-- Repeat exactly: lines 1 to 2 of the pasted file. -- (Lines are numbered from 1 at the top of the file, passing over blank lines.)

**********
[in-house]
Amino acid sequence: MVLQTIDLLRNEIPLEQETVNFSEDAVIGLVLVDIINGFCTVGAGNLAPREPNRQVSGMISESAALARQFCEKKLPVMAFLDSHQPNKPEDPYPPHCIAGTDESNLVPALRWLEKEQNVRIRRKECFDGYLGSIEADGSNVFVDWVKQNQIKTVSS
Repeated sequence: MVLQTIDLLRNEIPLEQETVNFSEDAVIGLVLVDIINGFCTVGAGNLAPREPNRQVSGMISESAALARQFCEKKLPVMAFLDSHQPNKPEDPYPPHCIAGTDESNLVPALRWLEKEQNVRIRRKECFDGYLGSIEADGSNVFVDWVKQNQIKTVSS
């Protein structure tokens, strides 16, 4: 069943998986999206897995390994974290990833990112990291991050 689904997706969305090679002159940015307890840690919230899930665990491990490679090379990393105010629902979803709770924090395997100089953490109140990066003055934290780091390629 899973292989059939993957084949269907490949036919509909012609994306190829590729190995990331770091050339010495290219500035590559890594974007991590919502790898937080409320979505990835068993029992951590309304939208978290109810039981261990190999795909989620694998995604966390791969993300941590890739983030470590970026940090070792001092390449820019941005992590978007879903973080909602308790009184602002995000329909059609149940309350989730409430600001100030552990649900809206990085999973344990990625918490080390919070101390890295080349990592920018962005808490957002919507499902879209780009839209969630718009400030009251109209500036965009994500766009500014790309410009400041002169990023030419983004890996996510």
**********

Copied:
[in-house]
Amino acid sequence: MVLQTIDLLRNEIPLEQETVNFSEDAVIGLVLVDIINGFCTVGAGNLAPREPNRQVSGMISESAALARQFCEKKLPVMAFLDSHQPNKPEDPYPPHCIAGTDESNLVPALRWLEKEQNVRIRRKECFDGYLGSIEADGSNVFVDWVKQNQIKTVSS